Dou you remember the Blizzard cancelled games list? Well two weeks ago I was searching on the internet and I found a lot of information about one of the games, Crixa that was in development by an indie game company called Qualia Games between 1995 and 1996. It was a 2D top-down spaceship shooter that was going to be published by Blizzard Entertaiment.
Here there is more information about this canceled project:
StarCraft 2: Wings of Liberty is a RTS developed by Blizzard Entertainment and released on July 2010 for PC and MAC. As we can read on Wikipedia, the project was announced on May 2007 at the Blizzard Worldwide Invitational in Seoul, South Korea, but the development began in 2003, shortly after Warcraft III: The Frozen Throne was released. According to Rob Pardo and Chris Sigaty, development for StarCraft II was put on hold for a year in 2005 due to the assistance needed for World of Warcraft. On February 2010, StarCraft 2 began closed beta testing, that was expected to last for 3–5 months.
Thanks to the beta, players were able to experience various changes during the development of the game, as posted by ABetaname and Zero7 in our U64 Forum.
Stuff from earlier builds such as cut units were found as leftovers in the beta.
soul hunters aren’t in now
phase cannons aren’t in now
tempests were changed back to carriers
no twilight archons, I believe anyway, I think they’re still normal archons though there is a twilight academy so maybe it’s an evolution/transformation
There has been a lot of other changes over the years that we can find from the Alpha version of the game. Such as the Thor.
“The Thor also originally required an SCV to construct, as opposed to being internally built from a structure. The idea behind this is the Thor was too large to be created from a Factory.” It also had a different (obviously place holder) voice actor. Basically over the years the Thor kept getting smaller and smaller.
It seems that Blizzard planned on having the Corsair from Starcraft Broodwar in StarCraft 2. However only the voice clips exist of him, hidden in the game’s code.
Various beta voice clips of some units were on the old StarCraft 2 website can be listened below, thanks to Starcraft2units‘ Youtube Channel.
More videos that explain some interesting beta changes can be found in PsyStarcraft‘s Youtube Channel:
Shattered Nations is a cancelled sci-fi action / RTS game that was in development by Blizzard Entertainment. There is not much info on this lost project besides a teaser trailer in which we see a futuristic city and a flying helicopter. From the video description we can read that:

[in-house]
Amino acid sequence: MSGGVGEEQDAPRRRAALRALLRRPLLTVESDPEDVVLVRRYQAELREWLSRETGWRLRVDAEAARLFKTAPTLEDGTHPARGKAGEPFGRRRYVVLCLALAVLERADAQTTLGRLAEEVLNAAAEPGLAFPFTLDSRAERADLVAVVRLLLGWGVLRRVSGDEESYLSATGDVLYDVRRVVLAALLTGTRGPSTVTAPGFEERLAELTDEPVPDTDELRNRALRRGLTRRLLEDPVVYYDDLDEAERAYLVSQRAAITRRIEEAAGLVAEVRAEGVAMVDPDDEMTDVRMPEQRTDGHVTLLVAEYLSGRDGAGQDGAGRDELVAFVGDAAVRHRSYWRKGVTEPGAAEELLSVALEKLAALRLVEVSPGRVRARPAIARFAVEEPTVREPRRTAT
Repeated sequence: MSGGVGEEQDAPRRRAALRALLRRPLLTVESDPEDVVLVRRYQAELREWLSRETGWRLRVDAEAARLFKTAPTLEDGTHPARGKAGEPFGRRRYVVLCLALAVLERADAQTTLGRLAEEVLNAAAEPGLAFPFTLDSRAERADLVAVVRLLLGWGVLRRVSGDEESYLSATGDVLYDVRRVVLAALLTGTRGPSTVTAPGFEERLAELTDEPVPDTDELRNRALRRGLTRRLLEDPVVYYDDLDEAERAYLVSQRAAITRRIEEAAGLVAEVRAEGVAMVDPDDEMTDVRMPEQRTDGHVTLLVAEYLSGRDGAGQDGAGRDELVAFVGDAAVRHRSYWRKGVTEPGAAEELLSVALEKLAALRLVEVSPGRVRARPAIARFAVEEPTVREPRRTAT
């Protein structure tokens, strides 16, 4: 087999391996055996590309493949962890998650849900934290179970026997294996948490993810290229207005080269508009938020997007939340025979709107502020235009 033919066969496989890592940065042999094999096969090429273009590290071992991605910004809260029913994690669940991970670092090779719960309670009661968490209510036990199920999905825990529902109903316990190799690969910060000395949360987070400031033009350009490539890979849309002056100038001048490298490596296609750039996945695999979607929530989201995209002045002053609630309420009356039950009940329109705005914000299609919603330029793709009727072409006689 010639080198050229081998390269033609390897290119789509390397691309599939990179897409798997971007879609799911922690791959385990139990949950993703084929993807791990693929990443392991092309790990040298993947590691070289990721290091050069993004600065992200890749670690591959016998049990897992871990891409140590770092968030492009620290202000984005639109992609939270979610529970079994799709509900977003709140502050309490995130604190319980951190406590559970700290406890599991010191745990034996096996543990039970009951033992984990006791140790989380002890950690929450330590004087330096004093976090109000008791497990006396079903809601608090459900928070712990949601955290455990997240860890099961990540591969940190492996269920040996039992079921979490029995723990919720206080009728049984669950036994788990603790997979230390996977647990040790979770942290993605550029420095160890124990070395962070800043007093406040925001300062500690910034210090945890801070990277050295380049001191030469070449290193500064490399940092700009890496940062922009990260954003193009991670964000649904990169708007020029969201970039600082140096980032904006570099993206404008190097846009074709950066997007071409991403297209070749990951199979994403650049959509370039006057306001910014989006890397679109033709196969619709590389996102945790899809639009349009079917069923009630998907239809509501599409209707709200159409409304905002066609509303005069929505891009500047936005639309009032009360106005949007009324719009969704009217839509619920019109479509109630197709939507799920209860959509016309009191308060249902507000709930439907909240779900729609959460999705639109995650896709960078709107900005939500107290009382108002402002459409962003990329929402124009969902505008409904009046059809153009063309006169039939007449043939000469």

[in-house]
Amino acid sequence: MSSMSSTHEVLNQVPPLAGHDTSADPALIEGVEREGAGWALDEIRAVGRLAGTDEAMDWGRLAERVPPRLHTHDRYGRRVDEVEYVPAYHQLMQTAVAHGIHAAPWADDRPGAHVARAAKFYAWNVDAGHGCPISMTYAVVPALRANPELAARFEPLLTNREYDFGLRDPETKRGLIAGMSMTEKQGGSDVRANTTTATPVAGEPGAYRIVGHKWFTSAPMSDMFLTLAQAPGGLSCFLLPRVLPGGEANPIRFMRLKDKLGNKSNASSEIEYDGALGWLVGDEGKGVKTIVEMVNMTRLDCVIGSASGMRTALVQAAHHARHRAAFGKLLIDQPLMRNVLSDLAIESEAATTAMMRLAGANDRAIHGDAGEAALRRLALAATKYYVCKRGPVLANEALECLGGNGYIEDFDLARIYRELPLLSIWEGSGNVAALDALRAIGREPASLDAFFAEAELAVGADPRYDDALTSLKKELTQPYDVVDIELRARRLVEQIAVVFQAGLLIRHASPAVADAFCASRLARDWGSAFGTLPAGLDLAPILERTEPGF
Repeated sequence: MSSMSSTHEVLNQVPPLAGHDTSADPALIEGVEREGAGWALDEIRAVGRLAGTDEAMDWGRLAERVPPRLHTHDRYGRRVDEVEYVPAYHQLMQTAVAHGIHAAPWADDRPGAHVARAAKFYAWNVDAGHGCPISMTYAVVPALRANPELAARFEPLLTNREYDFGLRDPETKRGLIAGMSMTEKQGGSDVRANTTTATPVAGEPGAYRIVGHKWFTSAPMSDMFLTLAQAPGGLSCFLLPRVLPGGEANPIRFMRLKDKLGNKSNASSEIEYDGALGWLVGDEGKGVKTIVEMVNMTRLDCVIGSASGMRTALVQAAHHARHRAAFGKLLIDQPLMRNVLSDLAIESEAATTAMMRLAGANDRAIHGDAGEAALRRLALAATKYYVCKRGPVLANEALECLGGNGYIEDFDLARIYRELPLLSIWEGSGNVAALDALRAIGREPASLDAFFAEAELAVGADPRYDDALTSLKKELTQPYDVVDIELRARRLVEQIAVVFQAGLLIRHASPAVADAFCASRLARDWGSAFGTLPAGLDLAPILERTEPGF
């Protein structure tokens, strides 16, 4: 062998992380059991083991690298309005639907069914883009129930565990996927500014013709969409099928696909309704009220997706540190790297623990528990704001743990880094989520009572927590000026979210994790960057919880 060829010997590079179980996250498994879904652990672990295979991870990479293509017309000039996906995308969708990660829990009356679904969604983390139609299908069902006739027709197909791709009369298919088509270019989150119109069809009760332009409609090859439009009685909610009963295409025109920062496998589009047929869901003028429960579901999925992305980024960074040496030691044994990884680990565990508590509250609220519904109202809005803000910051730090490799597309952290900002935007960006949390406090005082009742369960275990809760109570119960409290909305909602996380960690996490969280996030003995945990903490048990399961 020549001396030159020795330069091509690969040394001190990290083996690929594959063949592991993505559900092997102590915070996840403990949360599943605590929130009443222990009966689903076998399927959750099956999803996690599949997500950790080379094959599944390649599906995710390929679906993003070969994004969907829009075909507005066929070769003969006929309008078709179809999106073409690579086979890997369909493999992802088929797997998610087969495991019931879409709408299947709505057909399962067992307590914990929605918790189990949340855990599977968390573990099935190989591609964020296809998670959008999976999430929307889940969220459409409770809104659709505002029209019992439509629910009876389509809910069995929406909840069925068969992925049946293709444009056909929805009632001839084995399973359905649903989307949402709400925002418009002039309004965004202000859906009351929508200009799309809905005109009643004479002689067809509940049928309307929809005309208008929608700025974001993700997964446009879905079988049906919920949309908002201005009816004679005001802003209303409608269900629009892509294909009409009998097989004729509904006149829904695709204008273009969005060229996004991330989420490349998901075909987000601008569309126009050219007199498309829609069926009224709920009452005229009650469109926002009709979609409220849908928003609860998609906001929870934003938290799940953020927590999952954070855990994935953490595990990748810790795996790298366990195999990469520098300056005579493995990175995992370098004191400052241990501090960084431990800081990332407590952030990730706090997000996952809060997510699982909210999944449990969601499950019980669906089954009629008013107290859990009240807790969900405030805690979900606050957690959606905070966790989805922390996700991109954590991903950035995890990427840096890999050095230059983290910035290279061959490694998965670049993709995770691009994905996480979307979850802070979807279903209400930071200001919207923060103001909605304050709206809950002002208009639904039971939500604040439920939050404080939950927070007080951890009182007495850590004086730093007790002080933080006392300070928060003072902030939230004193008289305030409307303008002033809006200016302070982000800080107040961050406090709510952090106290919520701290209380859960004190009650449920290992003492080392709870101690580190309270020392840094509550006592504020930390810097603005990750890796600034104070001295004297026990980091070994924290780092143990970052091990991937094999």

The game was set in a world which was at peace but one day fire rained down from the sky, in which people were forced to scavenge for food and technology. There was a 20 year nuclear winter which made the world into a vast wasteland. The player would have to search for technology and move your people around so that the civilization will thrive.
Rumors say that Shattered Nations evolved into Starcraft. In some issues of PC Champ (a Korean magazine from late 1995 to early 1996) derboo found a render image that shows one mech from Shattered Nations, but in a following issue, that same mech was described as the Goliath from Starcraft (The Goliath in the final game looks way different, though).
The original Starcraft was released in 1998, so it’s possible that in 3 years Blizzard decided to completely change Shattered Nations’ settings and story to create their popular RTS. It’s also possible that some of the Shattered Nations’ assets could have been reused in Starcraft. Sadly we don’t have any confirmation of this theory and even Blizzard refers to Shattered Nations as one of their cancelled games.
WarCraft Adventures: Lord of the Clans was a dark comical point-and-click adventure computer game under development by Blizzard Entertainment that was set in the Warcraft universe, and cancelled before its release. American company Animation Magic was out-sourced due to their experience in classical two-dimensional animation to produce the twenty-two minutes of fully-animated sequences, the game’s artwork, the coding of the engine and the implementation of the sound effects. Blizzard then provided all the designs, the world backgrounds, sound recording and ensured storyline continuity. Four or five months after Blizzard had released